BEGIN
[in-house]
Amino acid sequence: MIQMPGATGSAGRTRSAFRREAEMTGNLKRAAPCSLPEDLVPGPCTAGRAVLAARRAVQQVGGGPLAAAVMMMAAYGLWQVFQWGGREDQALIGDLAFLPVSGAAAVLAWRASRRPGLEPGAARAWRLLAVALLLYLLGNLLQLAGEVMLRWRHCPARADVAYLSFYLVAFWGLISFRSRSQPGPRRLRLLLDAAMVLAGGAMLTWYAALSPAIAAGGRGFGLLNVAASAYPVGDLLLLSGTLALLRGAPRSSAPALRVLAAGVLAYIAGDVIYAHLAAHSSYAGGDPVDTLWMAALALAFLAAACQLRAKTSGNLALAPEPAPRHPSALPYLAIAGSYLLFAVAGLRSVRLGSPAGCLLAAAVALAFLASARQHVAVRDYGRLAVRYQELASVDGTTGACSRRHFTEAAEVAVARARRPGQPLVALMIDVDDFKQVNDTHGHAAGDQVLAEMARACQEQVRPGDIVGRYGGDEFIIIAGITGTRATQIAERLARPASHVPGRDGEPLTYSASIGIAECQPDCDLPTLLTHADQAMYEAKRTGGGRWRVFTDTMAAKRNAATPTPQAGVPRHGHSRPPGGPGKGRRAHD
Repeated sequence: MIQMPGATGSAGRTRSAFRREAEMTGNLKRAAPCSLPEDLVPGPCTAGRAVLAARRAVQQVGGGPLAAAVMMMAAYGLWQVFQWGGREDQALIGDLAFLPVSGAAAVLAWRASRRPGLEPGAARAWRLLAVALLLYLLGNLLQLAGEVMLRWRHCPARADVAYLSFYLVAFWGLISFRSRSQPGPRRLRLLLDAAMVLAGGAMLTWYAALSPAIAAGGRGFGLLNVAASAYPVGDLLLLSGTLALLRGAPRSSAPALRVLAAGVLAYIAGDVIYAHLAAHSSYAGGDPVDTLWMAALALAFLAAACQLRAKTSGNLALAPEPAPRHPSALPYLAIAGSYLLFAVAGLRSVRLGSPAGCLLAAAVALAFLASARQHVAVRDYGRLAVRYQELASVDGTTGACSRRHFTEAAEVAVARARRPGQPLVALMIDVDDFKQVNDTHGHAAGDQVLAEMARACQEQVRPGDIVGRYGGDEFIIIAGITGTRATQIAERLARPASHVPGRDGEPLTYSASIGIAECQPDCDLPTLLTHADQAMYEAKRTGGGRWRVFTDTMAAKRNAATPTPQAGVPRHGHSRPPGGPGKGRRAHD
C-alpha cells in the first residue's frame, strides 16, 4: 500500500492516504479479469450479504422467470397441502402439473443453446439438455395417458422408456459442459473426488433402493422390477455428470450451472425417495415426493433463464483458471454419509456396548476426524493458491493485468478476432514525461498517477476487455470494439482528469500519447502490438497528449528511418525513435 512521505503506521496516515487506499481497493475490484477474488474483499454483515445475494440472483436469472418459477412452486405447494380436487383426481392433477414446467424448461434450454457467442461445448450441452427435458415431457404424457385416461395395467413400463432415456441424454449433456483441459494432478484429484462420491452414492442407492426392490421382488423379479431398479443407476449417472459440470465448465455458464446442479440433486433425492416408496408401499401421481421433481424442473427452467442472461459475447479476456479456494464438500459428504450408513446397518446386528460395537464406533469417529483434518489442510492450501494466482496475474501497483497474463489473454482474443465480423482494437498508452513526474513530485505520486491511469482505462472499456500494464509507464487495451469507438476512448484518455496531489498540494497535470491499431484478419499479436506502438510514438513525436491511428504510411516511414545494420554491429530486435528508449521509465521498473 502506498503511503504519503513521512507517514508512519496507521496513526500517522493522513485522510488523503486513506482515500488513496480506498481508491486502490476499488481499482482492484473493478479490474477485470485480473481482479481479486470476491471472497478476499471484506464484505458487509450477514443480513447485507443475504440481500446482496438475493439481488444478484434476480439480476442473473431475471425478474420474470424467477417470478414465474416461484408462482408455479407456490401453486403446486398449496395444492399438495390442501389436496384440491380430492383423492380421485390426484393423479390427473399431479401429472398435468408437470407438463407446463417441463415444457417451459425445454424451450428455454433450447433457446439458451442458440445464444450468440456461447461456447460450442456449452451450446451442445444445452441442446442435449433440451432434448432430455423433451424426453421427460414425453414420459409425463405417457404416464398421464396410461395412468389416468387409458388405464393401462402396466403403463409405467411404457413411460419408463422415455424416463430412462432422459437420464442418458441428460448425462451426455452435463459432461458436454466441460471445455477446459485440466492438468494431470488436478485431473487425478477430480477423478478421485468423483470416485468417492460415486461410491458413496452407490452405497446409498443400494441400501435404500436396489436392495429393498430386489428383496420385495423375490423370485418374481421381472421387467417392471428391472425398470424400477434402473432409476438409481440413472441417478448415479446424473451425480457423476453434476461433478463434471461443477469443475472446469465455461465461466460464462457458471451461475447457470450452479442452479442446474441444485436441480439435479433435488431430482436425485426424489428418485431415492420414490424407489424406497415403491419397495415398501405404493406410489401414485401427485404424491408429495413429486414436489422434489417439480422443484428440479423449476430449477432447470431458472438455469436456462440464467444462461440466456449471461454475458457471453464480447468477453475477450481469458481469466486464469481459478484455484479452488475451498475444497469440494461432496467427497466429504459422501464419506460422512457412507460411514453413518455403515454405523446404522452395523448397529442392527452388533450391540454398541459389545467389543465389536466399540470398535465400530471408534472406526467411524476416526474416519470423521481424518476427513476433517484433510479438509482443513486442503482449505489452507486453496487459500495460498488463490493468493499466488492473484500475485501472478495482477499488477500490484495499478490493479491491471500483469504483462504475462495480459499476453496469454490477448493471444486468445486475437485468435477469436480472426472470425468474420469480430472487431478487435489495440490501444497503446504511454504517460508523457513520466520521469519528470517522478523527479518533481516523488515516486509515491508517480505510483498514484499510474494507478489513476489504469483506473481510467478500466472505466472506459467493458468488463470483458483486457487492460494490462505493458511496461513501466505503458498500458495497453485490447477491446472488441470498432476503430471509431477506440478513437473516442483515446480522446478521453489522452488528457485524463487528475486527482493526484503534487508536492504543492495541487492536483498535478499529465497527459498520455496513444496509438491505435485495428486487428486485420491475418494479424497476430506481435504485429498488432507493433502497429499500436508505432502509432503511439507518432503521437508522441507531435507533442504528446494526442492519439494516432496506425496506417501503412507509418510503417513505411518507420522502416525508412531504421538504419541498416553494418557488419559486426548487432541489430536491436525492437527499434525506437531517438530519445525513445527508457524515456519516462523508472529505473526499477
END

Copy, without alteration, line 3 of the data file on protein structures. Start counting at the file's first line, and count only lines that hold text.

Repeated sequence: MIQMPGATGSAGRTRSAFRREAEMTGNLKRAAPCSLPEDLVPGPCTAGRAVLAARRAVQQVGGGPLAAAVMMMAAYGLWQVFQWGGREDQALIGDLAFLPVSGAAAVLAWRASRRPGLEPGAARAWRLLAVALLLYLLGNLLQLAGEVMLRWRHCPARADVAYLSFYLVAFWGLISFRSRSQPGPRRLRLLLDAAMVLAGGAMLTWYAALSPAIAAGGRGFGLLNVAASAYPVGDLLLLSGTLALLRGAPRSSAPALRVLAAGVLAYIAGDVIYAHLAAHSSYAGGDPVDTLWMAALALAFLAAACQLRAKTSGNLALAPEPAPRHPSALPYLAIAGSYLLFAVAGLRSVRLGSPAGCLLAAAVALAFLASARQHVAVRDYGRLAVRYQELASVDGTTGACSRRHFTEAAEVAVARARRPGQPLVALMIDVDDFKQVNDTHGHAAGDQVLAEMARACQEQVRPGDIVGRYGGDEFIIIAGITGTRATQIAERLARPASHVPGRDGEPLTYSASIGIAECQPDCDLPTLLTHADQAMYEAKRTGGGRWRVFTDTMAAKRNAATPTPQAGVPRHGHSRPPGGPGKGRRAHD